The Red Sari

5 min

It’s so hard to leave home and settle in a place of which you are least aware. But my destiny has changed, and now it has brought me to a place called Katol, near to Nagpur in Maharashtra. I joined as a Block Development Officer. It is an administrative post under Maharashtra State Government, which I qualified through State Administrative service examinations. This was my first posting, and I met many new people there who speak Marathi, a language which I can’t understand, made me more open to the Marathi culture. I was even learning Marathi from a very dear friend of mine, Swara who was soon going to be my wife.

I met Swara at Nagpur regarding an official project. She was appointed as a minimum wage Inspector by the government. We instantly became good friends. I knew I was in love with her, the first time I got massively sick, and she just took care of me. I brought her home to meet my mother and saw how she interacted with her. I saw how well she could fit with the person I loved the most, my mom.

And today; I was visiting Mysore my hometown for my marriage. Swara and her family were going to join us in a week. My mother wanted me to get married in our hometown. That was the only request my mother made from the family of Swara; which they readily accepted.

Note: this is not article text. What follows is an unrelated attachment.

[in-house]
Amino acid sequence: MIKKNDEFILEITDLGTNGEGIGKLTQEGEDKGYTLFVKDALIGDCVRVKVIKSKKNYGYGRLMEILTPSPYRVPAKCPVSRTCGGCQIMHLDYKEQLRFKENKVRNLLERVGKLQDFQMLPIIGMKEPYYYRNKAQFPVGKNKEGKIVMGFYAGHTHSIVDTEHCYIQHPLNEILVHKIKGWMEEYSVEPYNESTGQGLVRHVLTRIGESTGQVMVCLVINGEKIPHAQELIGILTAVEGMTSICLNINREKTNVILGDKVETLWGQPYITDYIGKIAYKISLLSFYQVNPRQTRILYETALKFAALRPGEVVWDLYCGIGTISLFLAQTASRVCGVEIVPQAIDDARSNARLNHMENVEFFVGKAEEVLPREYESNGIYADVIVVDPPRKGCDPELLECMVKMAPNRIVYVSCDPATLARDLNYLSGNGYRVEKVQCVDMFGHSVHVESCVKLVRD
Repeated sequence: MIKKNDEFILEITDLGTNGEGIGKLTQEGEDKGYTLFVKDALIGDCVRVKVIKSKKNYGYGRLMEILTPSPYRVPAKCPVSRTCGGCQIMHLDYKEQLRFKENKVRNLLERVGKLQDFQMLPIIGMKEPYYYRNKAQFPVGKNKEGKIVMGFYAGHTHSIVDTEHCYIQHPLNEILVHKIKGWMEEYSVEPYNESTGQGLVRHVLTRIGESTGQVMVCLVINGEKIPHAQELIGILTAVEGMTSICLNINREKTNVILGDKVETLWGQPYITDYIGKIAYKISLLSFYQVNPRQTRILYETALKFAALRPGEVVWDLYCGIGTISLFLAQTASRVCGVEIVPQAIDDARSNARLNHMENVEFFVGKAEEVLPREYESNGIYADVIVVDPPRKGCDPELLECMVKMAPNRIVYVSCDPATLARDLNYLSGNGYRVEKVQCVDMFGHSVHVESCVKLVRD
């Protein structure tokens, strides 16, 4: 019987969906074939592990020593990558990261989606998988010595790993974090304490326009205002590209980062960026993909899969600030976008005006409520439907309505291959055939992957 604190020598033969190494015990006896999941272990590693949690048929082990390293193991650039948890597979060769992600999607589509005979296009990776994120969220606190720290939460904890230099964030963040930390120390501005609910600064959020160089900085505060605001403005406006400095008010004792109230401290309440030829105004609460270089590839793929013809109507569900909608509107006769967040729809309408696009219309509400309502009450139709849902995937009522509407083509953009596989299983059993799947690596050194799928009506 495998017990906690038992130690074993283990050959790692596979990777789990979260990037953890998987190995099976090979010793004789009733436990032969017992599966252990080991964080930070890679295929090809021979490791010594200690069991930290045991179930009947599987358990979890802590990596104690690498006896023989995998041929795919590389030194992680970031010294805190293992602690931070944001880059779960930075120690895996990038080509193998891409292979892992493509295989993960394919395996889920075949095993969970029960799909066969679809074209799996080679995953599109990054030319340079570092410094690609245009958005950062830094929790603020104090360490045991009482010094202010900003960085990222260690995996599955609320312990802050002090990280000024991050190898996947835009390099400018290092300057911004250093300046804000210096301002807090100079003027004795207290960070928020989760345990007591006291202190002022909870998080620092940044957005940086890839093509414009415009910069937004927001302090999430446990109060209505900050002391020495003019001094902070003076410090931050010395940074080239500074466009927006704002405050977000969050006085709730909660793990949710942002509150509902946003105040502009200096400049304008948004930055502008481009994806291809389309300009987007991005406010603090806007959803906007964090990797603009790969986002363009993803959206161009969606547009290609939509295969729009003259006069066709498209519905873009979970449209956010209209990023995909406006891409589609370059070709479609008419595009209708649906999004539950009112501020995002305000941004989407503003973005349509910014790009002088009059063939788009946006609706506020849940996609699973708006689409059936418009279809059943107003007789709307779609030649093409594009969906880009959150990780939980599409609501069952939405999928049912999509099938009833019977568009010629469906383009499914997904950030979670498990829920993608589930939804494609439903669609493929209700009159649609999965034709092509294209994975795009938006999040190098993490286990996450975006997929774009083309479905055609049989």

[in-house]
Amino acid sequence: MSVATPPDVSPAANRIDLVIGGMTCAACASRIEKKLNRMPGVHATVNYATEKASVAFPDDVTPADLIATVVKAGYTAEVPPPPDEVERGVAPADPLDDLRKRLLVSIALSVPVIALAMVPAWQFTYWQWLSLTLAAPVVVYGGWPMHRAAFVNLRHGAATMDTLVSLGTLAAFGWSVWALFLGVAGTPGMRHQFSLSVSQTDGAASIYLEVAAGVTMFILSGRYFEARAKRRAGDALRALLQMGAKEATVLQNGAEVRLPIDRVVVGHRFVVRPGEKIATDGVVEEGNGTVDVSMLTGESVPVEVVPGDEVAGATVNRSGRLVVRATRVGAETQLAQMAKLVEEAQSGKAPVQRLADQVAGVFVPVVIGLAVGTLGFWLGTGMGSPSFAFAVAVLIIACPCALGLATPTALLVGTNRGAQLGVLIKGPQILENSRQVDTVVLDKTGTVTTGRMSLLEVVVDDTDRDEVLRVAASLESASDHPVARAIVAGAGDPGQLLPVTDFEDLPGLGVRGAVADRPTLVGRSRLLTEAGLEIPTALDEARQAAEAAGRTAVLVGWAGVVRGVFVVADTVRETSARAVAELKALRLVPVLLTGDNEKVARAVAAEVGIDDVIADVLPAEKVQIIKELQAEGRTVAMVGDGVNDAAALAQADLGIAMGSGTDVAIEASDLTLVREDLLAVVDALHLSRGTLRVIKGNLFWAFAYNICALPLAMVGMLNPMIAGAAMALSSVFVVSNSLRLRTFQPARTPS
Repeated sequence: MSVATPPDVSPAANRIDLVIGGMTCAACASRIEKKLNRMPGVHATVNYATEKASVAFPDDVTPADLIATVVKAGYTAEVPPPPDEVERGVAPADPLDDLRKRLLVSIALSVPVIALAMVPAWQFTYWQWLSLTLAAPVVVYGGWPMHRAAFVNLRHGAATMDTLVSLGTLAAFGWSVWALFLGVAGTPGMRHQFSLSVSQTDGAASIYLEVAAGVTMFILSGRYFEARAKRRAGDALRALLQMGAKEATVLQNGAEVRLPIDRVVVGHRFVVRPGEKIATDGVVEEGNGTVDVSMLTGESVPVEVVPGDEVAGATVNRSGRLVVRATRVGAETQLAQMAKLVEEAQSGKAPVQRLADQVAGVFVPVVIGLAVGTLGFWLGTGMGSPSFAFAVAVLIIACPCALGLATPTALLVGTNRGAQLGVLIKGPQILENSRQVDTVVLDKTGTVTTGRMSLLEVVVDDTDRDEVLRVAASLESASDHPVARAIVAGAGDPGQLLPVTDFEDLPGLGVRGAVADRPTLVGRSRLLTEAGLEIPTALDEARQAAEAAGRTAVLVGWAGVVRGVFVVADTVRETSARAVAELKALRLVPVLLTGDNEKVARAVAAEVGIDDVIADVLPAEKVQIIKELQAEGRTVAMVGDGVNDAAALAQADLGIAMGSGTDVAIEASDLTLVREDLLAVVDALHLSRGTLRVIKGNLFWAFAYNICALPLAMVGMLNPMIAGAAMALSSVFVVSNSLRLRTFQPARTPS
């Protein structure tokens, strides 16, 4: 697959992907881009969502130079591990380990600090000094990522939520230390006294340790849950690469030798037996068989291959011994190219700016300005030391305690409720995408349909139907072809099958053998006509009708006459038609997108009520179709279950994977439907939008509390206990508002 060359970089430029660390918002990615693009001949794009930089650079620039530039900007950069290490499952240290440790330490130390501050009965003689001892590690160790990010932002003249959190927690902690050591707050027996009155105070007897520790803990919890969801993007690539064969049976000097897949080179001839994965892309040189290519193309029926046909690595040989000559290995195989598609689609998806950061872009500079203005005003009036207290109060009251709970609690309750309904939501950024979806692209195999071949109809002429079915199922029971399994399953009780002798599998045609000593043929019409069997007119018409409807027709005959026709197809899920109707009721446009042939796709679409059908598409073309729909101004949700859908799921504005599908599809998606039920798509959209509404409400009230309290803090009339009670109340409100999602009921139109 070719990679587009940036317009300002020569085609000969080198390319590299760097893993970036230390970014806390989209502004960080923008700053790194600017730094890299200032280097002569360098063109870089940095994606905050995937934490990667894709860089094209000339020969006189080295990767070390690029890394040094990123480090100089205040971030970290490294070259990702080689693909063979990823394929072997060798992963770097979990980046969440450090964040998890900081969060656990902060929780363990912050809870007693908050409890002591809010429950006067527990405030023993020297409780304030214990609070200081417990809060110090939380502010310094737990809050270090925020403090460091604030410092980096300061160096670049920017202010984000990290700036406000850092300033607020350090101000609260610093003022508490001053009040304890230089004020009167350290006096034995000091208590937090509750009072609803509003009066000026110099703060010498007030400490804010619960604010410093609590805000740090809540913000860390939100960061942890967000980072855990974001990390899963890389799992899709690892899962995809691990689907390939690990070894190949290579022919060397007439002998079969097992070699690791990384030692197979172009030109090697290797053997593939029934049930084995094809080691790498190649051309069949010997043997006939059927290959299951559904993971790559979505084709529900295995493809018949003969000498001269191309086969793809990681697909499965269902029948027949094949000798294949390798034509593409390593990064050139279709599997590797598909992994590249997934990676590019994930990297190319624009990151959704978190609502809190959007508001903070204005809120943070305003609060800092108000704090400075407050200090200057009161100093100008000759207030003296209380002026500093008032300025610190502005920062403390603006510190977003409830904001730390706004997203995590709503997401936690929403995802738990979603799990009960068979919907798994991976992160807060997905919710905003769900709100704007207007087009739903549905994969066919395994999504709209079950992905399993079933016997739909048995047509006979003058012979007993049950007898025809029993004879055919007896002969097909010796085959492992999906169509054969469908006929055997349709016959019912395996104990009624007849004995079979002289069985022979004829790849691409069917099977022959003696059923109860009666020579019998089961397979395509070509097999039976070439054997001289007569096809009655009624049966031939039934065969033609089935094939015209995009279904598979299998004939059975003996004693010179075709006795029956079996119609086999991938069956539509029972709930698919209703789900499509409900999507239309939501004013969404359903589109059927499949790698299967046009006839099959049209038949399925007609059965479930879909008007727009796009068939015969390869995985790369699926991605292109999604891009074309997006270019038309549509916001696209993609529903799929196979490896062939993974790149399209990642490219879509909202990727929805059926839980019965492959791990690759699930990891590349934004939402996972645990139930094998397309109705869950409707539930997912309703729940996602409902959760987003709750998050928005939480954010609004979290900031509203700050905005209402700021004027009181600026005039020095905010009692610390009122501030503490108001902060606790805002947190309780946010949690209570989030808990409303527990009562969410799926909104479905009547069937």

My mother was a woman who sacrificed many precious moments in her life so that I could have them in mine.  And my father was dead for me even when he was alive.

Twenty-two years back

As a young child of five, as soon as my dad started yelling at my mom, I was locked in my bathroom in the dark, crying while my dad belted my mom. I could hear everything-the screaming, the abuses and the sobbing. In the morning my mother always tried to present everything healthy, but both of us knew what we were hiding from each other. I felt a heap of different emotions whenever my father talked to me. I was scared, angry, guilty, and shameful. The home was the dark shadow of my father. He was a manager in the bank, and his people’s skill was remarkable. He was not even an alcoholic and had never touched drugs in all his life. He was a very bright student of his time, and I was not. That was his reason for hurling abuses at me. He used to beat me and slap me regularly. I always wanted his attention and love, but he’d still embarrass and belittle me.

My mother, Anupama Wadiyar was a strong woman. Not because she faced so much violence but because of her few firm decisions which she made for our life, in spite of living with a monster.

I don’t know when the abuse started with my mom because it’s not a subject that I ask her about very often, but I was pretty sure that it was all started since they got married. My mother was just 18 years old when her parents married her off to a 32 years old man, Mr Prakash Chandra Wadiyar. He had a controlling patriarchal behaviour, who felt entitled to abuse his wife. It all started with sexual and emotional abuse. She was no longer a woman who was born with the gift of the gab. She became less talkative as my father did not approve of a woman who talks or contribute to discussions. He confined her to the kitchen. If he was around, she continually checks for his approval of every move she made.